Leonard Shang-Quartey, Coordinator of Africa Water Justice Network
Leonard Shang-Quartey, Coordinator of Africa Water Justice Network

World Water Day: Current water sector policies impeding access to water in Africa

The Africa Water Justice Network, a coalition of organisations and individuals dedicated to promoting water justice in Africa, believes that the policy of water privatisation, driven by a misguided emphasis on financial sustainability over human rights and public health, has neglected the most vulnerable populations from having access to potable water.


The coalition in a statement signed and issued by its Coordinator, Leonard Shang-Quartey, dated Friday, 22 March 2024, to mark this year’s International Water Day, said "Despite decades of efforts and the implementation of policies prescribed by international financial institutions like the World Bank, millions of Africans still lack access to clean and safe drinking water."

For the group, "This failure cannot be overlooked, and it demands urgent action," stressing that “Instead of prioritising the fundamental right to water, governments, under the influence of international financial institutions, have pursued privatisation schemes that burden citizens with exorbitant costs and perpetuate inequality,” he said.

He expressed the concern that figures shared in the World Health Organisation and UNICEF's progress report paint grimy situation, saying “the number of Africans living without access to basic drinking water services has risen to 387 million in Sub-Saharan Africa alone, a significant increase from 350 million people in 2000.”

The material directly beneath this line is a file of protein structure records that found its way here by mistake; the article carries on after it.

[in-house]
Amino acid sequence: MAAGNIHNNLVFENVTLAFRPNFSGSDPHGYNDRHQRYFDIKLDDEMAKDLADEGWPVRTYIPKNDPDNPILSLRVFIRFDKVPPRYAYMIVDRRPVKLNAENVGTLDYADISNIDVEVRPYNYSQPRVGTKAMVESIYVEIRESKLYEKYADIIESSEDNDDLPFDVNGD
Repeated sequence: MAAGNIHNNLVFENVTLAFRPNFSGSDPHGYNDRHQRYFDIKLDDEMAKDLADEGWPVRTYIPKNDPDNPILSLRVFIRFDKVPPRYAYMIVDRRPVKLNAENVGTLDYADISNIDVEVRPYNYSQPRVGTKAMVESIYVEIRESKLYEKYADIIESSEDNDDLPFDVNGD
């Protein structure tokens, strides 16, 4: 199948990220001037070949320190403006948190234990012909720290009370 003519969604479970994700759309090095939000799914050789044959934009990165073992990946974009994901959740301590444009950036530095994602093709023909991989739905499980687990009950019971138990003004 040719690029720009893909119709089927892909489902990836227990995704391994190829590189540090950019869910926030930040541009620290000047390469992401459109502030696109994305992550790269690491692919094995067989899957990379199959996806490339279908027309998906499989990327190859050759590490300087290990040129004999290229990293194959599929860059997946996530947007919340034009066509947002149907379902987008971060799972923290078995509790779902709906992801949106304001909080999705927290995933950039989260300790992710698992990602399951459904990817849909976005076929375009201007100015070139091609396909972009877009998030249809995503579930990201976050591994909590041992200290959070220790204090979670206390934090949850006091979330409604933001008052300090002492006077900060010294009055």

For Mr Shang-Quartey, “It is evident that the current approach, particularly the World Bank's policy of privatisation, has not only failed but exacerbated the crisis.”

He has, therefore, called on the governments to allocate increased budgetary resources towards building and maintaining public water infrastructure to ensure universal access to clean and safe drinking water.

Similarly, he noted, policies on water should prioritise community-driven solutions that empower local populations to manage and govern their water resources, fostering a sense of ownership and accountability.

“Governments must enact robust regulatory frameworks to oversee water services, ensuring that they are accessible, affordable, and of high quality,” Mr Shang-Quartey noted. 

He further called on the government to foster partnerships among public water utilities and between public and communities to build capacities for improvement of services.

Respect the rights of indigenous communities to access and manage water resources in accordance with their cultural practices and traditions.

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